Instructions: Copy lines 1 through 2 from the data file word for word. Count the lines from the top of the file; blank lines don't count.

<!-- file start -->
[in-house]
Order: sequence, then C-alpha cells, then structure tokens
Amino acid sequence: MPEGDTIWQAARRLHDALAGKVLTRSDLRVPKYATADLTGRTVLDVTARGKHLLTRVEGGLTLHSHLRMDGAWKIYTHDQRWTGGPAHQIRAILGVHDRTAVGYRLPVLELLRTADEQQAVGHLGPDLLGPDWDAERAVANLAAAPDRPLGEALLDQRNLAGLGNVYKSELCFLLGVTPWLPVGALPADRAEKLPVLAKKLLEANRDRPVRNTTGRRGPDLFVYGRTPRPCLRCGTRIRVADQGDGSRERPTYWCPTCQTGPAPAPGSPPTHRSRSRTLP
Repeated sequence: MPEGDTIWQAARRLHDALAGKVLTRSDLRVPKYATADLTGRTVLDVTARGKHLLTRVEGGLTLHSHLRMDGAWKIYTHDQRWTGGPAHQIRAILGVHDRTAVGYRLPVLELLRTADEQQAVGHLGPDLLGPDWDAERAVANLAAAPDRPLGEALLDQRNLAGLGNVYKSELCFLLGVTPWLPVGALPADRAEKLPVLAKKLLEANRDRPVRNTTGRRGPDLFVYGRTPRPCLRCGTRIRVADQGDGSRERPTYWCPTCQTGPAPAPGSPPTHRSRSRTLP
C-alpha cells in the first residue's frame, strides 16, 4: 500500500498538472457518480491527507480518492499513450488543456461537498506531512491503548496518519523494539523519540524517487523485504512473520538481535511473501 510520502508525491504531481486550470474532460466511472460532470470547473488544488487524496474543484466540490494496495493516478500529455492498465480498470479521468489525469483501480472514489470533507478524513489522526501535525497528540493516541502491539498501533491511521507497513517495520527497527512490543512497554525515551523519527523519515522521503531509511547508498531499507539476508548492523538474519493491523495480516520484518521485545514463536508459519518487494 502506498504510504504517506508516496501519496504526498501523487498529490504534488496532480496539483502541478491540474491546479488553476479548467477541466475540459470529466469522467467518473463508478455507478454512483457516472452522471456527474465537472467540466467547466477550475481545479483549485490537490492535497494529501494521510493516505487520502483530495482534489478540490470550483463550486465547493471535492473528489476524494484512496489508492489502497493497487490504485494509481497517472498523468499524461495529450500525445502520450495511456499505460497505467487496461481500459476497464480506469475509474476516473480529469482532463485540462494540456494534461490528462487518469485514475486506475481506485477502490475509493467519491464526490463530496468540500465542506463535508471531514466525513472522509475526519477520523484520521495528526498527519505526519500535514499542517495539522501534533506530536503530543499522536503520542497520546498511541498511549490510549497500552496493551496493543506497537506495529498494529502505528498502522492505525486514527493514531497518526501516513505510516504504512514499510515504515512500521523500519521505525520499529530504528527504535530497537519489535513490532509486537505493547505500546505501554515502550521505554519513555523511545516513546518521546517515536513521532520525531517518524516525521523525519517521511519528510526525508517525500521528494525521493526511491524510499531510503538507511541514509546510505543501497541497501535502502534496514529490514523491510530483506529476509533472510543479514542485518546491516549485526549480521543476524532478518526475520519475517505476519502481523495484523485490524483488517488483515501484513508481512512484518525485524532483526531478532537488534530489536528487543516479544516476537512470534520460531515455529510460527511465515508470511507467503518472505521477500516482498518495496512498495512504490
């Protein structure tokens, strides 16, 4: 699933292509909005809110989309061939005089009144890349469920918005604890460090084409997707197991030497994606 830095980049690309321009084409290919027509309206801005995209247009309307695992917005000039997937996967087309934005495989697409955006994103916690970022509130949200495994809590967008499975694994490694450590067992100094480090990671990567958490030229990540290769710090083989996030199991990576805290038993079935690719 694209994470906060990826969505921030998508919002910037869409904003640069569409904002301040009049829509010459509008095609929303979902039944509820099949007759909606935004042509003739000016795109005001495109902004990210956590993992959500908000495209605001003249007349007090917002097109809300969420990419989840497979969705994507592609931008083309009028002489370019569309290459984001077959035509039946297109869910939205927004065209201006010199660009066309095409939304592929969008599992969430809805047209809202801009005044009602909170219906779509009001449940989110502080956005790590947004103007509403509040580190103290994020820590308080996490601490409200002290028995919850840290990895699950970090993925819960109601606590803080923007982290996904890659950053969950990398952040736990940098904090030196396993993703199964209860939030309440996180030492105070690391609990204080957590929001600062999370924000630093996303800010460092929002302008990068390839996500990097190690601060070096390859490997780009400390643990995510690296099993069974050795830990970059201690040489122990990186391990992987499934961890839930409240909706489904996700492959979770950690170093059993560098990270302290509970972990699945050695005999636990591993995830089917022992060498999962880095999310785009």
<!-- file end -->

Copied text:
[in-house]
Order: sequence, then C-alpha cells, then structure tokens